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In 1809, the British shifted their cantonment to Bangalore, outside the old city, and a town grew up around it, which was governed as part of British India.
Following India's independence in 1947, Bangalore became the capital of Mysore State, and remained capital when the new Indian state of Karnataka was formed in 1956.
Coins of the Roman emperors Augustus, Tiberius, and Claudius found at Yeswanthpur and HAL indicate that Bangalore was involved in trans-oceanic trade with ancient civilisations in 27 BCE.
The region of modern-day Bangalore was part of several successive South Indian kingdoms.
The Western Gangas ruled the region initially as a sovereign power (350–550), and later as feudatories of the Chalukyas of Badami, followed by the Rashtrakutas till the tenth century.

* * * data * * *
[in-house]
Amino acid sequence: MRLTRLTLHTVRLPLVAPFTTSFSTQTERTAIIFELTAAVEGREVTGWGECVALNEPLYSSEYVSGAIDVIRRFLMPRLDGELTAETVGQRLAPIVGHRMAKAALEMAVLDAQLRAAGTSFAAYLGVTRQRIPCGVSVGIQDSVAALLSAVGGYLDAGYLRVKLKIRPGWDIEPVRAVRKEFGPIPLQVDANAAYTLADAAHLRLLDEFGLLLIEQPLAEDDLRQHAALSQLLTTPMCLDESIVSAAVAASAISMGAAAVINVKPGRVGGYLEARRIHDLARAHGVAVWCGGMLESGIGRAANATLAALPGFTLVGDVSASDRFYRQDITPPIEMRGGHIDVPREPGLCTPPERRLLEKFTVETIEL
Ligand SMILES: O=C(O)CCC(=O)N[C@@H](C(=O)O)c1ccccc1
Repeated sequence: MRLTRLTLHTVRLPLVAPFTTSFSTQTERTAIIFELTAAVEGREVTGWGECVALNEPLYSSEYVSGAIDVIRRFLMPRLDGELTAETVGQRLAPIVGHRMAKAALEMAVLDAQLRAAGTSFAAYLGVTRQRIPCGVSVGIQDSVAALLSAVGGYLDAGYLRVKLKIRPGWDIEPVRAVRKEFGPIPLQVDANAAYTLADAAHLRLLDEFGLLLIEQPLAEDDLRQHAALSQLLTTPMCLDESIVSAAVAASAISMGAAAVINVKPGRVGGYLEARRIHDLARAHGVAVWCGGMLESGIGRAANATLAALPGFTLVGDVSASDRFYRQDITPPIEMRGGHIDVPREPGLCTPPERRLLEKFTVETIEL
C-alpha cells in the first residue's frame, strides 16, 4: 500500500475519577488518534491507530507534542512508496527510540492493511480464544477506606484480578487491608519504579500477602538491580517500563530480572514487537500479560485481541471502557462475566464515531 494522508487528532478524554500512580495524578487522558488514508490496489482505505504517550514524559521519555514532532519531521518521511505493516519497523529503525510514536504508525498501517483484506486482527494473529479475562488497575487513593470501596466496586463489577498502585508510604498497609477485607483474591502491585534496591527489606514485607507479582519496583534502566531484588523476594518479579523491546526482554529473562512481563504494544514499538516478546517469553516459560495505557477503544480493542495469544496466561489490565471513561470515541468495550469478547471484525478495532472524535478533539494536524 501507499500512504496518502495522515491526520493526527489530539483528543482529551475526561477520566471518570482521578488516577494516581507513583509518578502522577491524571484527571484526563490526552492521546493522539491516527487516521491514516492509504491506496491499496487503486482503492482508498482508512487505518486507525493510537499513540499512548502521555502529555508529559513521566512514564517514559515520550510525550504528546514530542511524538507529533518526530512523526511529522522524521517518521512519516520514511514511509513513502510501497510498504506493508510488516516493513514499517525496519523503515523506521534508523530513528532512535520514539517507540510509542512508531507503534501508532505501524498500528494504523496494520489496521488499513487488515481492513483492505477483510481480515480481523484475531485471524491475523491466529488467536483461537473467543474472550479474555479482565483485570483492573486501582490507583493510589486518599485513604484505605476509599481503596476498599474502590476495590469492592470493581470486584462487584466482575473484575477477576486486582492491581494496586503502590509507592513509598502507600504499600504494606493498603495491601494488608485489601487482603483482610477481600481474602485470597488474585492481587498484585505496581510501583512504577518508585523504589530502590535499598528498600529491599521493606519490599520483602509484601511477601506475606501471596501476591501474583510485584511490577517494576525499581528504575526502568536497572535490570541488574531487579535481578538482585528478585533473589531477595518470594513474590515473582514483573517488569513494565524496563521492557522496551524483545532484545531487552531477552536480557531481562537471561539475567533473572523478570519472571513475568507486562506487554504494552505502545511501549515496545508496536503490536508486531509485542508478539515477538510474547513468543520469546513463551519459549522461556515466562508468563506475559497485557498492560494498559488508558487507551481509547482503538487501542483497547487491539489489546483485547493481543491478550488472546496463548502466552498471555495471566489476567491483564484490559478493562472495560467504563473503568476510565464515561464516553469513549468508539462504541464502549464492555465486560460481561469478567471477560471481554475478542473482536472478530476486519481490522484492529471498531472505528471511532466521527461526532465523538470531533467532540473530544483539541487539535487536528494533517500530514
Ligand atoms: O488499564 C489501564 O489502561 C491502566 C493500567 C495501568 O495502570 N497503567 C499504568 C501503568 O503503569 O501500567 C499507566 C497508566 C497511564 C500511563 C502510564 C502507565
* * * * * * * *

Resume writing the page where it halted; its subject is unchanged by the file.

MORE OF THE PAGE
Between the fourth and the tenth centuries, the Bangalore region was ruled by the Western Ganga Dynasty of Karnataka, the first dynasty to set up effective control over the region.
there were twenty eight kings who ruled Gangavadi from the start of the Christian era till its conquest by the Cholas.
It was captured by the British after victory in the Fourth Anglo-Mysore War (1799), who returned administrative control of the city to the Maharaja of Mysore.
The old city developed in the dominions of the Maharaja of Mysore and was made capital of the Princely State of Mysore, which existed as a nominally sovereign entity of the British Raj.